[O]ne of Europe’s most protected butterflies has returned in great numbers to a Lake District valley – thanks to innovative grazing and warm weather.
Marsh Fritillary numbers have dwindled since the end of World War Two, as farming became more intensive. Once common, in the 1970s the butterflies disappeared from Ennerdale.
But now the marsh fritillary is bouncing back following a conservation programme started 10 years ago when the butterfly was reintroduced to several sites across the valley. Since then the distinctive orange and cream speckled butterflies have boomed.
Last year, volunteers at Longmoor counted 112 ‘webs’ spun by the butterfly larvae, up 560 per cent since the programme started in 2007.
At Mireside Farm, National Trust rangers, volunteers and farmer Judith Weston have worked together to boost butterfly numbers on 10 acres of wet grassland beside Ennerdale Water.
Judith Weston, who grew up on the traditional sheep farm, explained how they were one of the sites that were chosen for the first reintroduction. She said: “The land was quite marshy with frequent patches of the marsh fritillary caterpillar’s only food-plant – devil’s-bit scabious. With careful management it clearly had potential to become a home for the butterfly”.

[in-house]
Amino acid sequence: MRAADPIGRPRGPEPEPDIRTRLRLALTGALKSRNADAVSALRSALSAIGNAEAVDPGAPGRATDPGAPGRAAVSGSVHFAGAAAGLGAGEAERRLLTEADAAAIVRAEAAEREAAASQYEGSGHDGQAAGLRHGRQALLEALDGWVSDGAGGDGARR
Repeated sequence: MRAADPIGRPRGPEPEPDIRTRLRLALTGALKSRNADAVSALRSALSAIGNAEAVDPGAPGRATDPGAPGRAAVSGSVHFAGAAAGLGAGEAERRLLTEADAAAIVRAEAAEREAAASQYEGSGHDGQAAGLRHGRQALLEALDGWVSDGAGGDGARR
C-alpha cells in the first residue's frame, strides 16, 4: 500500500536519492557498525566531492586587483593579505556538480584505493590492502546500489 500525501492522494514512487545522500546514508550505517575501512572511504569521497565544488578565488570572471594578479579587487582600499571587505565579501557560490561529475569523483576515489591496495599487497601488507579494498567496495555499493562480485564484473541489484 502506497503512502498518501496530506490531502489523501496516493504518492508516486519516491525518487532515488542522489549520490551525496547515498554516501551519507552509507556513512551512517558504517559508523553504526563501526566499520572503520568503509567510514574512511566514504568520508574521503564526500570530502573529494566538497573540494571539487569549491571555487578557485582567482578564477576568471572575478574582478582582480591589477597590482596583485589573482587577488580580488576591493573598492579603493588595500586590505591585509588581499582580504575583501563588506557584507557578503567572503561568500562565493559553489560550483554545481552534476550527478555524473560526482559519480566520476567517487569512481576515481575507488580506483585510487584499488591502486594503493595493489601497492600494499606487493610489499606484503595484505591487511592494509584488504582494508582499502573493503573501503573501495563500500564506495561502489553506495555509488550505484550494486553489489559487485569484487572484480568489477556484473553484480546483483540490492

National Trust ranger Chris Gomersall described the work that is involved in improving the butterfly’s habitat. He said:
“In the autumn we cut the rushes back with a powered scythe, it’s about a fifth of the fields, so that come the spring more light is getting to the ground flora. This encourages germination and growth of the scabious food-plant. The more food-plant there is the more caterpillars we should see. The caterpillars spin protective silk webs, like spiders, and live in colonies within the webs. We have seen the number of webs spun by the butterfly larvae almost double since 2010.”
“We’re also working with tenant farmer Richard Maxwell and grazier Richard Taylor to promote the marsh fritillary at the head of Ennerdale valley and Longmoor Common. Eight native-breed longhorn cattle, owned and managed by Richard Taylor, lightly graze the wet grassland at Longmoor, encouraging the growth of the marsh fritillaries’ favourite food plant” added Chris.
Now the butterflies are spreading across the Ennerdale valley, with conservationists putting the success down to good habitat management through light cattle grazing, and good weather at critical times of year.
Rachel Oakley, from the Wild Ennerdale partnership said: “A cattle grazing regime is helping to create a mosaic of habitats across the valley, enabling both the butterfly and its food-plant to expand.
“The middle valley fields and the river Liza corridor are seeing butterfly numbers increase and migrate eastwards up the valley. From the initial re-introduction on Longmoor, to the numbers being recorded now is a great achievement over a decade. This is down to a combined effort by farmers, volunteers and landowners. It is great news for everyone involved in helping this lovely butterfly have a bright future in Ennerdale” added Rachel.